Microsoft now is offering its Office 365 suite of word-processing and collaboration products in a government-only cloud, the company announced in a blog post on Wednesday.
The software company launched Office 365 in July 2011. It’s an updated version of the software giant's Business Productivity Online Standard Suite, which includes improved, Web-based versions of its word- processing, collaboration, PowerPoint, e-mail, calendar, and instant-messaging products.
By September, the government cloud service will be able to support Internet Protocol version 6, an updated standard for how websites transfer information, Microsoft officials said.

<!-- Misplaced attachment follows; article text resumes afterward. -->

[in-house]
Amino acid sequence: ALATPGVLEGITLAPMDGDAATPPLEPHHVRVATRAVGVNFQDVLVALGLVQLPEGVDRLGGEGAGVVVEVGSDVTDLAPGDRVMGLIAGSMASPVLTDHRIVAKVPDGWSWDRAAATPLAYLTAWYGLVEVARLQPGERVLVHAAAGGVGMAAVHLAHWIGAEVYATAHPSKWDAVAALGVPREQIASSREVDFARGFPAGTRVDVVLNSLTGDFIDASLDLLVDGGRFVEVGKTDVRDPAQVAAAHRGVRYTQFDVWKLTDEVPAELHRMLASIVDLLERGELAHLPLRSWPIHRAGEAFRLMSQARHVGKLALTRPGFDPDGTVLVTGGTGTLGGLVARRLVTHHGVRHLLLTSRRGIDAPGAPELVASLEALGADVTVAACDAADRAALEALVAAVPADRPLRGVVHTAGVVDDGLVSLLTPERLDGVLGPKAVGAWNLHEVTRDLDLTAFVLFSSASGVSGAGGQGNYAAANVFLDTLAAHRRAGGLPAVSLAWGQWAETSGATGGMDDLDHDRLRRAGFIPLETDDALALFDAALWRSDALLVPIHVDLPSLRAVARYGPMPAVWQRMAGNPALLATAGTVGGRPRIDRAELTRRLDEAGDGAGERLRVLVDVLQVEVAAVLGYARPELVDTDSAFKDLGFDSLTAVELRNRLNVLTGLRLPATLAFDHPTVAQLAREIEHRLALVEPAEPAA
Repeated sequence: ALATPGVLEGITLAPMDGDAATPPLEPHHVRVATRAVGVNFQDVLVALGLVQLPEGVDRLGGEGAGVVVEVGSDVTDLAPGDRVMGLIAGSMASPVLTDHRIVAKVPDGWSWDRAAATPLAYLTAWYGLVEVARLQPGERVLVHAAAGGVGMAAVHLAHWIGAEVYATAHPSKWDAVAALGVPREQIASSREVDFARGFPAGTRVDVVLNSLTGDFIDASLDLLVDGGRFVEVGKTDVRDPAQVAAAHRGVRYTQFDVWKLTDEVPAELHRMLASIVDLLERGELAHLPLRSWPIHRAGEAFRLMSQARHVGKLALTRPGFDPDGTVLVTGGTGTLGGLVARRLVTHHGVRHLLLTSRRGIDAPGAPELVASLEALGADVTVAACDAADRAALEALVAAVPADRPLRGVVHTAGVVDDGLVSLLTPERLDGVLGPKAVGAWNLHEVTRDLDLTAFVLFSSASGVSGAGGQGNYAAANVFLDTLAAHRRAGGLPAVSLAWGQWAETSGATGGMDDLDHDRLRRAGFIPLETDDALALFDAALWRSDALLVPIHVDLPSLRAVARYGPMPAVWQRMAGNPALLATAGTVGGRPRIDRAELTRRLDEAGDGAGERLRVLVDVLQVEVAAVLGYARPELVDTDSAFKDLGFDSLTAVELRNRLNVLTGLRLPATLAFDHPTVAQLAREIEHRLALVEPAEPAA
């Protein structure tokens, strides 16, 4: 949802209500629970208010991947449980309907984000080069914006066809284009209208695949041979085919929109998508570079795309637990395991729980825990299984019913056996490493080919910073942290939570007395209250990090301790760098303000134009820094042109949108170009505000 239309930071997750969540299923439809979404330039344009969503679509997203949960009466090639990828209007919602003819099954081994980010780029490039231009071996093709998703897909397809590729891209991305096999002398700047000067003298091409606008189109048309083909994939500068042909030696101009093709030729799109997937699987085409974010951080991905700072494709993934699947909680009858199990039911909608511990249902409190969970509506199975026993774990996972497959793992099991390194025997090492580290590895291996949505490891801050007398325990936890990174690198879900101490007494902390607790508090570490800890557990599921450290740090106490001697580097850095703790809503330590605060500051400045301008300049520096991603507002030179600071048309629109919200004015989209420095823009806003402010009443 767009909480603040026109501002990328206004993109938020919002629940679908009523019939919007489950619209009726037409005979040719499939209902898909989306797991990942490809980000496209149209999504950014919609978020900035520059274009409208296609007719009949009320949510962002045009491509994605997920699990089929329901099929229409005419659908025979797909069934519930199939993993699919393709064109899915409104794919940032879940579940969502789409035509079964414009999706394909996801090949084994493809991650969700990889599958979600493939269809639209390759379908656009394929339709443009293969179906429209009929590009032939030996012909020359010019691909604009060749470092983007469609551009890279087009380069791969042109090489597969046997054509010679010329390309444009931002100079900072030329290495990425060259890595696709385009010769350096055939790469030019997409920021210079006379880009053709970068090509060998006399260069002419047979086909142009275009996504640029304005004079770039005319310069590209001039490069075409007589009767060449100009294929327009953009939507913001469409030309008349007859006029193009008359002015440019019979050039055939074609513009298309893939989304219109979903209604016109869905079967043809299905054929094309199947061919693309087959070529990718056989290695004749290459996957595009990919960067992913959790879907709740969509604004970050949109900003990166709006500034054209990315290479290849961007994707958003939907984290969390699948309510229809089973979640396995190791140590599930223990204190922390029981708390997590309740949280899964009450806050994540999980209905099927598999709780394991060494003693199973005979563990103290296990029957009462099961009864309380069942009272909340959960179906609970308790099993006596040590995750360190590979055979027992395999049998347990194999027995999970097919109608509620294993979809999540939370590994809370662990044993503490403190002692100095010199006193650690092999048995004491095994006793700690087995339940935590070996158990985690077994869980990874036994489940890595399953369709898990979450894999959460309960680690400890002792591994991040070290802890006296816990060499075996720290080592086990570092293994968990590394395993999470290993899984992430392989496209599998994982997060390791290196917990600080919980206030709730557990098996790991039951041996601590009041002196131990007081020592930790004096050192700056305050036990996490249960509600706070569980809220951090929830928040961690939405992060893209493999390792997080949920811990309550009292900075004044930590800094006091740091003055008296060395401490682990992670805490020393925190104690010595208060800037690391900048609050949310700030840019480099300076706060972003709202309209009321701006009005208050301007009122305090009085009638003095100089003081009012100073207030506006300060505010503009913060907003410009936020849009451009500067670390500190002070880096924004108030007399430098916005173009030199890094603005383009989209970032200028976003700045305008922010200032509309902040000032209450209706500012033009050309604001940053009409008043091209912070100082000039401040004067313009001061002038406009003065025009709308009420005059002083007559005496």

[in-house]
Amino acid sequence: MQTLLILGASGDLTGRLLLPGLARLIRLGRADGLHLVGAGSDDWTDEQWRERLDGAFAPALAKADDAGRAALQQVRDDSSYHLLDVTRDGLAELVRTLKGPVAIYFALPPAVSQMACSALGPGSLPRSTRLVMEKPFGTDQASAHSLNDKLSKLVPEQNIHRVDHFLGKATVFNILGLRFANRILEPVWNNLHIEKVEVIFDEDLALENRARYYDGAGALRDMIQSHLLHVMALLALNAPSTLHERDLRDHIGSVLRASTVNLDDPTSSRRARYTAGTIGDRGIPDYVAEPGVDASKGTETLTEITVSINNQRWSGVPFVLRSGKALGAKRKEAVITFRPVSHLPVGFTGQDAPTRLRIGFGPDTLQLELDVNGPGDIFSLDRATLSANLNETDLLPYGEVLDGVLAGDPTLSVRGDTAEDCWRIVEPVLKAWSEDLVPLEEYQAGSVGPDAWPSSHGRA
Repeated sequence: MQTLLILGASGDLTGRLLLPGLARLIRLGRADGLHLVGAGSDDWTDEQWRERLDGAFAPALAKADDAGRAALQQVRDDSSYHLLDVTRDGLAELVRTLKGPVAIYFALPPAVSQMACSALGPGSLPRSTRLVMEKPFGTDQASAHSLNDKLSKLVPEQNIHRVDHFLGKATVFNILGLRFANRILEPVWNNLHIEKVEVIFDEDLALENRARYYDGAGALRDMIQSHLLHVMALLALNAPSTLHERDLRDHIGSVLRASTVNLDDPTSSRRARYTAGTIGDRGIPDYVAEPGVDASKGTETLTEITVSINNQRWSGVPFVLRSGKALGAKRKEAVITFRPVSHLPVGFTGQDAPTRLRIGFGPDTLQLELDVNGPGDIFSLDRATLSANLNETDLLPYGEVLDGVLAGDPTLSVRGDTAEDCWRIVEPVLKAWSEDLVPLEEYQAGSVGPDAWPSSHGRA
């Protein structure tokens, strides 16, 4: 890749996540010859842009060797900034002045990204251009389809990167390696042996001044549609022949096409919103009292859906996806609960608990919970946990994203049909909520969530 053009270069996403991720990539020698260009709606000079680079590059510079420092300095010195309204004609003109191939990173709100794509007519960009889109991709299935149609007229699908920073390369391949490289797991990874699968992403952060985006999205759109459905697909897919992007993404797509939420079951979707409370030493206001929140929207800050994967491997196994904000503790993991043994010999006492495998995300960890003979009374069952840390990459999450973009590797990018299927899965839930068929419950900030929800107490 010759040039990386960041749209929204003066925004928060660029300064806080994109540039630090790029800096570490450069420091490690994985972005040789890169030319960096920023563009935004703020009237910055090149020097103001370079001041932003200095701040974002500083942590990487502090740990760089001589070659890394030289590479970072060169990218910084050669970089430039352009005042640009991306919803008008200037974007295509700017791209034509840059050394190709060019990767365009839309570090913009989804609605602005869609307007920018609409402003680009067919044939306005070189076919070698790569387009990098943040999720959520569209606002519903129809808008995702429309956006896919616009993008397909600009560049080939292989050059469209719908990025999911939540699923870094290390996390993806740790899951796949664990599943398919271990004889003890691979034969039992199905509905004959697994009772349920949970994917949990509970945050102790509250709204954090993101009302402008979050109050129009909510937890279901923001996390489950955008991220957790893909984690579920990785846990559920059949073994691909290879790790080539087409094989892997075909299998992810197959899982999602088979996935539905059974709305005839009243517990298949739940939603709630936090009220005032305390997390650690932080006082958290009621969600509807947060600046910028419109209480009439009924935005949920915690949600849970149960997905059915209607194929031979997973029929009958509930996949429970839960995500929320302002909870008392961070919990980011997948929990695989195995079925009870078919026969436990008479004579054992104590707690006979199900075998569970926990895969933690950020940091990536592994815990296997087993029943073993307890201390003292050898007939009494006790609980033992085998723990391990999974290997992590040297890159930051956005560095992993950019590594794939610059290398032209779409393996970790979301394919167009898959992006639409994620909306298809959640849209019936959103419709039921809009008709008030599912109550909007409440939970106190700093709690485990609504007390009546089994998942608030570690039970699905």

The government has been working to transfer its websites to IPv6 for more than half a decade. Agencies are required to have fully transferred public-facing content on their sites by the end of 2012 and all internal content moved by 2014.
Office 365 for Government also is compliant with the Federal Information Security Management Act, which governs security standards for government cloud services.
Office 365’s initial launch gave agencies the option to purchase dedicated, caged-off cloud space compliant with the International Traffic in Arms Regulations, which governs especially sensitive information, but did not include a multi-tenant government option.
Several companies, including Salesforce, have launched government-only versions of their cloud-based systems similar to Office 365. Amazon launched a government-only cloud for general storage in August 2011.
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